The SBS process can be described classically as a nonlinear interaction between the pump and Stokes wave mediated by the acoustic wave. Due to the stronger damping of the acoustic field relative to the optical field, the noise of the BFL is greatly suppressed compared to the pump laser noise [11,12]. Additionally, due to the linewidth narrowing effect , the Stokes wave has a very narrow linewidth, potentially several orders of magnitude narrower than the pump wave. A BFL achieving a few kHz linewidth has been demonstrated for ultrahigh resolution spectral analysis of continuous optical wave sources .
In the past several years, single-longitudinal-mode (SLM) BFLs based on single-mode fibers (SMF) , highly nonlinear fibers (HNLF) , as well as chalcogenide fibers [17,18] have been widely explored. Guan et al. reported a single-frequency 1 μm hybrid Brillouin/ytterbium fiber laser with the output power of 1 W and an OSNR of greater than 55dB . However, hybrid Brillouin fiber lasers include active medium in the cavity, inevitably introducing ASE noise from the active fiber. This degrades the laser’s OSNR and broadens its linewidth. Unlike hybrid BFLs, BFLs without active fiber in the cavity have a higher OSNR and a narrower linewidth. Wang et al. reported a high-power BFL with output power of 1.04 W using a single-pass Brillouin ring cavity configuration at 1.5 μm wavelength . The OSNR was 75 dB and the measured linewidth was less than 6 kHz. Another paper studied a high OSNR, single-frequency 2 μm BFL, which achieved 1.08 W output power, 62 dB OSNR, and 8 kHz linewidth .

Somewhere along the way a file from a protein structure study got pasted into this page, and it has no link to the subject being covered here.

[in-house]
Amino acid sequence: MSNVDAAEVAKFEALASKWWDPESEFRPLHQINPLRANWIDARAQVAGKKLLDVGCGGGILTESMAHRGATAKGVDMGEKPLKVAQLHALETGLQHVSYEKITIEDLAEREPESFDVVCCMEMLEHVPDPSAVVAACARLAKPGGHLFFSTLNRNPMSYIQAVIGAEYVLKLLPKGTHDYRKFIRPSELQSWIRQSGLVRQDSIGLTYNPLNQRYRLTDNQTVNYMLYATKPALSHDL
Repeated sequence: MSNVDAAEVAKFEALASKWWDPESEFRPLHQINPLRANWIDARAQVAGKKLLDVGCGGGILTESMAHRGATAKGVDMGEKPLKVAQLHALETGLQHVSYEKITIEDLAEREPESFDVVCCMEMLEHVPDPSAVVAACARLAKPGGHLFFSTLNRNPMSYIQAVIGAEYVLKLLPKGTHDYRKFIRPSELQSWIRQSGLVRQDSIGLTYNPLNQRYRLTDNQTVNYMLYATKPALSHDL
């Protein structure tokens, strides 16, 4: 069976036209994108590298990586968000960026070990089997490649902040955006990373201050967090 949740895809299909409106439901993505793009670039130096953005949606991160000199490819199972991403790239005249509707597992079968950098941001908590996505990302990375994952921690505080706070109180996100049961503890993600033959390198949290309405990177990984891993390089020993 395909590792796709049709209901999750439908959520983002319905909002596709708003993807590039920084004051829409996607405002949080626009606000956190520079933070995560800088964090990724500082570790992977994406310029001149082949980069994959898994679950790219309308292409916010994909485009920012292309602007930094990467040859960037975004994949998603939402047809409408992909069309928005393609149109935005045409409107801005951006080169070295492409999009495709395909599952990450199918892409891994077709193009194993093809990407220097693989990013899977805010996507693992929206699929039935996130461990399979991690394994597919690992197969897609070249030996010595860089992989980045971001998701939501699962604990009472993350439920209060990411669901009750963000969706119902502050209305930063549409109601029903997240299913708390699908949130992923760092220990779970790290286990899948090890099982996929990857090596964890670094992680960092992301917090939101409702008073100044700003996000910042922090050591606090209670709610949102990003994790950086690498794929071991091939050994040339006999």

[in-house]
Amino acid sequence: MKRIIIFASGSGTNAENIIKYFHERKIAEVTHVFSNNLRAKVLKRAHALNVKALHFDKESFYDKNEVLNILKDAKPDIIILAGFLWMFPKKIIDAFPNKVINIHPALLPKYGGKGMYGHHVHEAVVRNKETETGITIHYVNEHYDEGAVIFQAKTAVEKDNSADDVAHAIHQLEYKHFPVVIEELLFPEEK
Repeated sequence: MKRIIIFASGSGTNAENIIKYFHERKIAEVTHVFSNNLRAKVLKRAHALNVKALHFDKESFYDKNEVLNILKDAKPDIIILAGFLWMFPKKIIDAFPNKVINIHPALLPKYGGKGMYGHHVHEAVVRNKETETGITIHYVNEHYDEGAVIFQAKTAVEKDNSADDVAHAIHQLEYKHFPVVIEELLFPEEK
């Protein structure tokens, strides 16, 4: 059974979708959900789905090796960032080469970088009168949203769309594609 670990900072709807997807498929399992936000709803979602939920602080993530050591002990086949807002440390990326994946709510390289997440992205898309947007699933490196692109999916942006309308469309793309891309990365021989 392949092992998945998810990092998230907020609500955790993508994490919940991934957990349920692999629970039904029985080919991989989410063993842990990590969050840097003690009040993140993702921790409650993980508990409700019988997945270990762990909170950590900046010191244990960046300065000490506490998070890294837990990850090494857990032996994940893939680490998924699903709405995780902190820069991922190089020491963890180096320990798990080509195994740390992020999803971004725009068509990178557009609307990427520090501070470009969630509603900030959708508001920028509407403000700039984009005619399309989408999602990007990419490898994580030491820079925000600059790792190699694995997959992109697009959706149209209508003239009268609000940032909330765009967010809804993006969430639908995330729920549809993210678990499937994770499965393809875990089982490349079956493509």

In this paper, we report a stable high-power, high OSNR single-frequency 1 μm Brillouin all-fiber laser without active fiber in the cavity. The laser directly generates 1.4 W output power at the launched pump power of 2.15 W. The slope efficiency of the BFL is 79% and the OSNR is 77 dB. By optimizing the length of the Brillouin ring cavity to 10 m, stable single-frequency Brillouin fiber laser is obtained with the linewidth of 3 kHz owing to the linewidth narrowing effect.
2. Experimental setup